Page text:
Working Platform Design in action


We regularly undertake working platform designs for various developments. Working platforms provide temporary surfaces on which construction plant can travel and operate without a risk of instability. These are generally required where development takes place above soft and compressible ground such as in former alluvial settings, or where thick Made Ground is present.


Working Piling Platform Design

Tracked plant on development sites, particularly those of significant height such as cranes, piling and vertical drain installation rigs can topple due to a poor quality formation on soft and compressible soils. Working platforms are used to provide a stable formation on which plant can safely travel and operate.

Working platforms are temporary works where a granular layer is constructed across a working area on which plant can operate.  Thickness is governed by the nature and shear strength of the underlying soils, and the characteristics of the tracked plant. A working platform suitable for one form of plant (e.g. a mobile crane) may not be suitable for all other types of plant (e.g. a piling rig).  Therefore, a good understanding of the plant involved and ground and groundwater conditions (the Conceptual Ground Model) is needed; during working platform construction conditions may be different to those identified earlier, so care is needed.

If site levels are to be raised (e.g. for flood relief purposes or for the mitigation of risk from contaminated soils), the working platform can be designed to be incorporated into permanent works. Working platform design is undertaken using methods published by the Building Research Establishment (BRE, 2004) and the Temporary Works Forum (TWf, 2019).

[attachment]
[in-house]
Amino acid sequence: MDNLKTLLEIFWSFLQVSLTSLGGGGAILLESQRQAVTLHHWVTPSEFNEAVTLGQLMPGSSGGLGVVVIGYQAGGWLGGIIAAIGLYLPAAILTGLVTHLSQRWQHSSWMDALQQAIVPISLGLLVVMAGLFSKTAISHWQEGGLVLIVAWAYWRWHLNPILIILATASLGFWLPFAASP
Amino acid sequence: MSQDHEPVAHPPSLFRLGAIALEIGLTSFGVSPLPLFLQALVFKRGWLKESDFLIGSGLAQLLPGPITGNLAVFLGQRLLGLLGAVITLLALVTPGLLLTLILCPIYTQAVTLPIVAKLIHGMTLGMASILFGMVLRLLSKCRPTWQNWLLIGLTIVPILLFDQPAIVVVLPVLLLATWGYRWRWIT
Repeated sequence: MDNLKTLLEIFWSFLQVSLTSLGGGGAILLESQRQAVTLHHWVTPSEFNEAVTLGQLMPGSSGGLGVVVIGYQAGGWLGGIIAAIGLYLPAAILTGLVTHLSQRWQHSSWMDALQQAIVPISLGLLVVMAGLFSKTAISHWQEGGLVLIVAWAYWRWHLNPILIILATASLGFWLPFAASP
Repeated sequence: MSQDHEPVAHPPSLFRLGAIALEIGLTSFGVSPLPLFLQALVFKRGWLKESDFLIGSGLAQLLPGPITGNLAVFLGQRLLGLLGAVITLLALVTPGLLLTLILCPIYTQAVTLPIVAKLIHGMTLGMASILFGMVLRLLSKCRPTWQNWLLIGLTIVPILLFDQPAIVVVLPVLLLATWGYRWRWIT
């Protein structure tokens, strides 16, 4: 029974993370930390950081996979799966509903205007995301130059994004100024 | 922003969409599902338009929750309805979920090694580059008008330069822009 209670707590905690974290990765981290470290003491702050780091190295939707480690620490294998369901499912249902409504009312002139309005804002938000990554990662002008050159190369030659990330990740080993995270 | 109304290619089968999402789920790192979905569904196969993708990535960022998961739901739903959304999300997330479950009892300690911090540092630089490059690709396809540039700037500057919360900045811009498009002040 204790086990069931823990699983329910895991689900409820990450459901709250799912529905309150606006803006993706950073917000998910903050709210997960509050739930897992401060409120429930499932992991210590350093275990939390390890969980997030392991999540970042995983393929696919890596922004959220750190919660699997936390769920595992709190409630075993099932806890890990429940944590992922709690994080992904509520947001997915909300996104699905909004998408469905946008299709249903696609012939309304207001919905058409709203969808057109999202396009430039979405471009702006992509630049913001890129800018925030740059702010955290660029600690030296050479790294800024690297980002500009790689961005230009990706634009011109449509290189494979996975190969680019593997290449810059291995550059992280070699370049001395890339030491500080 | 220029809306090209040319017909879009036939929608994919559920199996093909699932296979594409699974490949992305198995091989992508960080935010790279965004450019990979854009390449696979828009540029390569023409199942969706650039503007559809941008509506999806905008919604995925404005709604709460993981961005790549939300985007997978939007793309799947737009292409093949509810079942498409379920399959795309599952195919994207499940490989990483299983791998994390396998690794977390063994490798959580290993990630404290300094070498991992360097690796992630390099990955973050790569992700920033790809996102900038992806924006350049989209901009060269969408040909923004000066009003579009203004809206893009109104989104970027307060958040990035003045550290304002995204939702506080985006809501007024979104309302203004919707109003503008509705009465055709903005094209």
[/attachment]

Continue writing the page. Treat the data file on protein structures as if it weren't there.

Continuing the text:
We recently provided a working platform design to allow the safe installation of vertical drains at a residential development site underlain by soft and compressible alluvial soils in Weston Super Mare.

The vertical drains were to be installed across the development area to accelerate settlements from the rising of site levels for flood relief purposes. Underlain by a steep sided ’basin’ of alluvial soils (Tidal Flat Deposits) comprising a higher strength Desiccated Crust over soft and compressible fine-grained soils, including a peat band of up to 2.7m thickness.  The full depth of the alluvial succession is up to 8m.

Limestone aggregate excavated from a nearby development site was used for the working platform; we undertook an assessment of the aggregate suitability. The working platform design for the vertical drain rig used the methodology published by the BRE, and information on track loadings were provided by the installation contractor.

A working platform thickness of 500mm was recommended; we considered the feasibility of the working platform materials being incorporated into the permanent works as a drainage layer for pore pressure relief above the vertical drains, as a founding stratum for the proposed dwellings, and suitability for use as shallow soils within private gardens. We also supervised the construction of the working platform, across which the installation rig was able to operate safely.


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